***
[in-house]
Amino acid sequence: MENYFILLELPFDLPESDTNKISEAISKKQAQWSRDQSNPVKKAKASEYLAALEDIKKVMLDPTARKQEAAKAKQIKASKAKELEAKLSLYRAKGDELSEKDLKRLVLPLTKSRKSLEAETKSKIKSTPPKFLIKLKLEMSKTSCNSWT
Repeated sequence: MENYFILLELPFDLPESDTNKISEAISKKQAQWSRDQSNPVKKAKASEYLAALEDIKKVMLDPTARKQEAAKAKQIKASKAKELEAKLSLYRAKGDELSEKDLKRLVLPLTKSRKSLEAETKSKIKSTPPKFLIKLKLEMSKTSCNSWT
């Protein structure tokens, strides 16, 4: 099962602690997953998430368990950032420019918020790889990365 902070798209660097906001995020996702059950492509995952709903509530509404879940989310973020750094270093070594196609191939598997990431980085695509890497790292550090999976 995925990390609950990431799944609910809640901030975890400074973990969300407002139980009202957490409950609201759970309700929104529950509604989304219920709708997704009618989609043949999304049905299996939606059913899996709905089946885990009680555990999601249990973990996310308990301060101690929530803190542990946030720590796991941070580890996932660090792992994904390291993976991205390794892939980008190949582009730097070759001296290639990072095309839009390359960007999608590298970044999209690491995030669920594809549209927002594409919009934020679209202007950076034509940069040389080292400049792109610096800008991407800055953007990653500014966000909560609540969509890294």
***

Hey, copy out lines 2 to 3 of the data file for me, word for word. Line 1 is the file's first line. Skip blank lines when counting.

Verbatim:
Amino acid sequence: MENYFILLELPFDLPESDTNKISEAISKKQAQWSRDQSNPVKKAKASEYLAALEDIKKVMLDPTARKQEAAKAKQIKASKAKELEAKLSLYRAKGDELSEKDLKRLVLPLTKSRKSLEAETKSKIKSTPPKFLIKLKLEMSKTSCNSWT
Repeated sequence: MENYFILLELPFDLPESDTNKISEAISKKQAQWSRDQSNPVKKAKASEYLAALEDIKKVMLDPTARKQEAAKAKQIKASKAKELEAKLSLYRAKGDELSEKDLKRLVLPLTKSRKSLEAETKSKIKSTPPKFLIKLKLEMSKTSCNSWT